You’re probably reading this column bleary-eyed from a late night of Black Friday shopping or sipping coffee in your elastic-waisted sweat pants after yesterday’s feasting. You may plan to put up Christmas decorations today. This all means the holidays are officially here. Starting yesterday, it’s a mad dash to the end of the year.
The greatest holiday challenges aren’t money or time, but people. Every year, invariably, I’ll have a discussion about “relational challenges” with someone regarding Thanksgiving. Many of us celebrate this family dinner with some of the people that cause us the greatest pain in the world. We’re trying to enjoy the company of people whose company we don’t enjoy. We’re driving across the country to be with people we wouldn’t normally choose to spend time with.
People that hurt us in the past will more than likely hurt us again. There’s always a hope that this year will be different, but it never is. At every Thanksgiving, Uncle Earl is there! You know Uncle Earl – there’s one in every family (maybe yours is Aunt Pearl). Uncle Earl is the guy who, between mashed potatoes and cornbread dressing, will offend us.
So instead of trying to put ourselves together again after the holidays, let’s deal with it up front this year! Let’s plan to thrive through these holidays – not just survive. There’s a great primer for this in Jesus’ Model Prayer (Matt. 6:9-13).
The Lord encourages us to “pray in this manner” and to do so daily (v. 11). And one of the daily issues to pray about, especially around the holidays, is forgiveness: “Forgive us our debts, as we also have forgiven our debtors (Matthew 6:12).”
Often, maintaining our joy through the holidays correlates directly to our ability to forgive Uncle Earl…and to resist the temptation of telling him once and for all what we really think (v. 13)!
The reason we pray and ask God for help in the first place is because we have needs. We need daily bread, we need forgiveness, we need help with temptation. Noting our own deficiencies is an important first step in preparing for the holidays. The question is not what Uncle Earl says between mashed potatoes and dressing. The question is how will we respond? If you’re like me, you need God’s help.
There’s only one person who can stop the flow of forgiveness in our lives and it’s not Uncle Earl. We can’t undo what has been done in the past, but we can control how we respond to that person and whether we let it get to us or not. Dealing with difficult people is counter-intuitive: We must face ourselves first.
No one makes us bitter, angry, depressed, or causes us to speak maliciously. We have a choice in the matter – a choice we make every day. And Jesus says we must to forgive – daily if necessary. If we want freedom this holiday season, we’ll have to face ourselves and our own chosen responses…and forgive.
So what about Uncle Earl? The reality is this isn’t a Hallmark movie where all our issues are solved in two hours (with commercial breaks). It’s time for a reality check about people. People offend. Hurt people hurt people. Uncle Earl was offensive last year and the year before that. In fact, it seems since childhood there was always someone mad at Uncle Earl.
And over the years, if we’re not careful, these offenses pile up. The Bible pictures these offenses as a seed planted in our hearts. If we don’t pull it out, it will take root and grow. “See to it that no one misses the grace of God and that no bitter root grows up to cause trouble and defile many (Hebrews 12:15).” Bitterness can cause a lot of trouble and defile the holidays!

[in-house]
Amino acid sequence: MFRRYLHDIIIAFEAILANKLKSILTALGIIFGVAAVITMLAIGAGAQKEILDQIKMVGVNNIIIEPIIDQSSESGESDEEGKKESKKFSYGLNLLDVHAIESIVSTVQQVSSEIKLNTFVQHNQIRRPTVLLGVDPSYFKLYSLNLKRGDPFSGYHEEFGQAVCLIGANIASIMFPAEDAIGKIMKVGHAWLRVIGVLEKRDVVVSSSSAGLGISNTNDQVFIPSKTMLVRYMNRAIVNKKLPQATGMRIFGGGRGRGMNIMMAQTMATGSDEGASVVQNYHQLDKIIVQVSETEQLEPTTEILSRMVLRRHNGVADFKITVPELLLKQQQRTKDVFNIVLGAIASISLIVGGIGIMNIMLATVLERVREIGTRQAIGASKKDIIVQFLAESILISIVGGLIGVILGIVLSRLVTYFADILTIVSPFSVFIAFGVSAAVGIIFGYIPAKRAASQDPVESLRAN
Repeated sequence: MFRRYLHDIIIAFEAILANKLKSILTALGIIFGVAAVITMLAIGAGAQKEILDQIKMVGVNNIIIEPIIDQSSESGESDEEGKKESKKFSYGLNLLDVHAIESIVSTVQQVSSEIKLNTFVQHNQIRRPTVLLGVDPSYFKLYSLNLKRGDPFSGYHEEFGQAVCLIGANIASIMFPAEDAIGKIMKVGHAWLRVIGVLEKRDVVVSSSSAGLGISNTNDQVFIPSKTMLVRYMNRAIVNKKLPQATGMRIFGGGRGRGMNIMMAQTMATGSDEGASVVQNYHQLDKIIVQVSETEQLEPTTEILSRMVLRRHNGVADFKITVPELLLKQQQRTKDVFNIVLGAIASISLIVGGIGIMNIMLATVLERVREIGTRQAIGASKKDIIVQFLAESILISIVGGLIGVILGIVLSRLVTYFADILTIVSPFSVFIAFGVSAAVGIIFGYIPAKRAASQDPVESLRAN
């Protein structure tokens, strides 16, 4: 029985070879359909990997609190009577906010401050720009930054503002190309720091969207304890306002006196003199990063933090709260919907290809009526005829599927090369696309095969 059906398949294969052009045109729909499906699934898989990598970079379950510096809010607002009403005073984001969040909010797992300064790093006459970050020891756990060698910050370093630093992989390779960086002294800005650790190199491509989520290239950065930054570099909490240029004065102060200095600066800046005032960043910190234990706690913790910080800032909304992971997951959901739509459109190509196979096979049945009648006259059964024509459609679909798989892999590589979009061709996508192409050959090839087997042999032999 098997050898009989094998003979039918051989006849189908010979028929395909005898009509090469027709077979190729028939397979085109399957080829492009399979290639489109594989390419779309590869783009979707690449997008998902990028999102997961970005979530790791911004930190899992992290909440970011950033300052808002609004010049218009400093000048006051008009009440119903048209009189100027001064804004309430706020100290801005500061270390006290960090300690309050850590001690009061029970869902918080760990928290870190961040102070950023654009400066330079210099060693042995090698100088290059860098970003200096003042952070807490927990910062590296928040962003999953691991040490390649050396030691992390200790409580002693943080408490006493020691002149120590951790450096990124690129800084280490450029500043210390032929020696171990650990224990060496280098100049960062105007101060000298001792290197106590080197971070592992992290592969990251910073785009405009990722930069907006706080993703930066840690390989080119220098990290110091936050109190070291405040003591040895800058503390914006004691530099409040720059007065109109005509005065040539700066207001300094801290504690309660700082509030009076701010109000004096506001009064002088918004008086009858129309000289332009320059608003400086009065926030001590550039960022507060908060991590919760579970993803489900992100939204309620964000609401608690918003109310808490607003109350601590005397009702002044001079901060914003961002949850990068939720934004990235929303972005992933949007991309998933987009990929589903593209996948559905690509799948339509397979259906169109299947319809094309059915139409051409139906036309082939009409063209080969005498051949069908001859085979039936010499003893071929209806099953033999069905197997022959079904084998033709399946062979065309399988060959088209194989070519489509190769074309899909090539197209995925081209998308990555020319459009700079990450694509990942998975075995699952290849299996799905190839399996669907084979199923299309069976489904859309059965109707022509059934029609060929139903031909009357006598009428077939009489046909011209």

In preparing for the holidays and good old Uncle Earl, let’s get our forgiveness up to date. Let’s dump that old baggage. Release Uncle Earl from his past offenses. Let’s get our hearts clean so we can enjoy the holidays. And then, let’s be prepared for Uncle Earl.
That being said, I’m talking about someone with an abrasive personality. You may have a situation which warrants setting boundaries for you own safety or the safety of your family. Give yourself permission to set those boundaries, Give yourself permission to choose where you spend the holidays. Give yourself permission to not engage in potentially unhealthy conversation.
Ultimately, God is calling us to flow in grace: We’re to forgive others as we have been forgiven by God. God is a God of mercy and grace. He loves to shower his children with blessing. That’s what we celebrate at Thanksgiving, isn’t it? And God wants nothing more than to shower us with grace and mercy when we need it. Jesus reminds us of this at the close of his prayer (v 14-15). When we show grace to others, we keep the flow of grace from heaven to us open. When we refuse to forgive, we stop that flow.
It’s like the Dead Sea. That famous body of water got its name from Greek explorers because the salt and mineral contents in the lake are so great that nothing can live there. Two tons of water flow into the lake daily from the Jordan River and the melting snows of Mt. Hermon. But there are no tributaries to take water away from the Sea. In the hot, arid climate, the water evaporates, leaving the minerals behind. There’s inflow, but no outflow. It’s stagnant – and that’s a recipe for death.
Jesus is telling us the same thing about ourselves. It is impossible to have a vibrant, living faith – receiving grace and mercy from God on a daily basis – while not giving away that same grace and mercy to others. To continue to receive inflow, there must be an outflow. Even to Uncle Earl.